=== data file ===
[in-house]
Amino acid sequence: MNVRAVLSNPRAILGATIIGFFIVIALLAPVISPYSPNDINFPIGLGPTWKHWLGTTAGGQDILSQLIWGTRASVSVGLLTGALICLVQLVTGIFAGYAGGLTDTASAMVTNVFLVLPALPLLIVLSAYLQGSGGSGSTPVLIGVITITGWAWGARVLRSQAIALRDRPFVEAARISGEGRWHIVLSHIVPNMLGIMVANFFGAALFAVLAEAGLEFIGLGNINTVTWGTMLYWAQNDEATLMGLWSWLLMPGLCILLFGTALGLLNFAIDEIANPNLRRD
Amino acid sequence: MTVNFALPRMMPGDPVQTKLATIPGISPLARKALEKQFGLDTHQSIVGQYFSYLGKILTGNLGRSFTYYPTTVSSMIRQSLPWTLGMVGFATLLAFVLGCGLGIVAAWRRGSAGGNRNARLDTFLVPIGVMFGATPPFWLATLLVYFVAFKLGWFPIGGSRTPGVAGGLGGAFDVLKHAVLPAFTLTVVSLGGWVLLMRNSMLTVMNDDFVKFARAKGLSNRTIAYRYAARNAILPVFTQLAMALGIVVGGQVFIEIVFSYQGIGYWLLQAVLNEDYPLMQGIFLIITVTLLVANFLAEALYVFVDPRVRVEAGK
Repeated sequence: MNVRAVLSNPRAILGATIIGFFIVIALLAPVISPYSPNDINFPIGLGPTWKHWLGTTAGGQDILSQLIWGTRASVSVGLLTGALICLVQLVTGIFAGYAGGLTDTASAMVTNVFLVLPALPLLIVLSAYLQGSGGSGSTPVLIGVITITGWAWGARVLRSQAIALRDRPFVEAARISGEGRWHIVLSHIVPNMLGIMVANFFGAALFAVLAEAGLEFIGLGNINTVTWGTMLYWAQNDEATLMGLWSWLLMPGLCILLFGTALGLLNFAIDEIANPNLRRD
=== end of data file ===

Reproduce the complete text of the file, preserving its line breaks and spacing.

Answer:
[in-house]
Amino acid sequence: MNVRAVLSNPRAILGATIIGFFIVIALLAPVISPYSPNDINFPIGLGPTWKHWLGTTAGGQDILSQLIWGTRASVSVGLLTGALICLVQLVTGIFAGYAGGLTDTASAMVTNVFLVLPALPLLIVLSAYLQGSGGSGSTPVLIGVITITGWAWGARVLRSQAIALRDRPFVEAARISGEGRWHIVLSHIVPNMLGIMVANFFGAALFAVLAEAGLEFIGLGNINTVTWGTMLYWAQNDEATLMGLWSWLLMPGLCILLFGTALGLLNFAIDEIANPNLRRD
Amino acid sequence: MTVNFALPRMMPGDPVQTKLATIPGISPLARKALEKQFGLDTHQSIVGQYFSYLGKILTGNLGRSFTYYPTTVSSMIRQSLPWTLGMVGFATLLAFVLGCGLGIVAAWRRGSAGGNRNARLDTFLVPIGVMFGATPPFWLATLLVYFVAFKLGWFPIGGSRTPGVAGGLGGAFDVLKHAVLPAFTLTVVSLGGWVLLMRNSMLTVMNDDFVKFARAKGLSNRTIAYRYAARNAILPVFTQLAMALGIVVGGQVFIEIVFSYQGIGYWLLQAVLNEDYPLMQGIFLIITVTLLVANFLAEALYVFVDPRVRVEAGK
Repeated sequence: MNVRAVLSNPRAILGATIIGFFIVIALLAPVISPYSPNDINFPIGLGPTWKHWLGTTAGGQDILSQLIWGTRASVSVGLLTGALICLVQLVTGIFAGYAGGLTDTASAMVTNVFLVLPALPLLIVLSAYLQGSGGSGSTPVLIGVITITGWAWGARVLRSQAIALRDRPFVEAARISGEGRWHIVLSHIVPNMLGIMVANFFGAALFAVLAEAGLEFIGLGNINTVTWGTMLYWAQNDEATLMGLWSWLLMPGLCILLFGTALGLLNFAIDEIANPNLRRD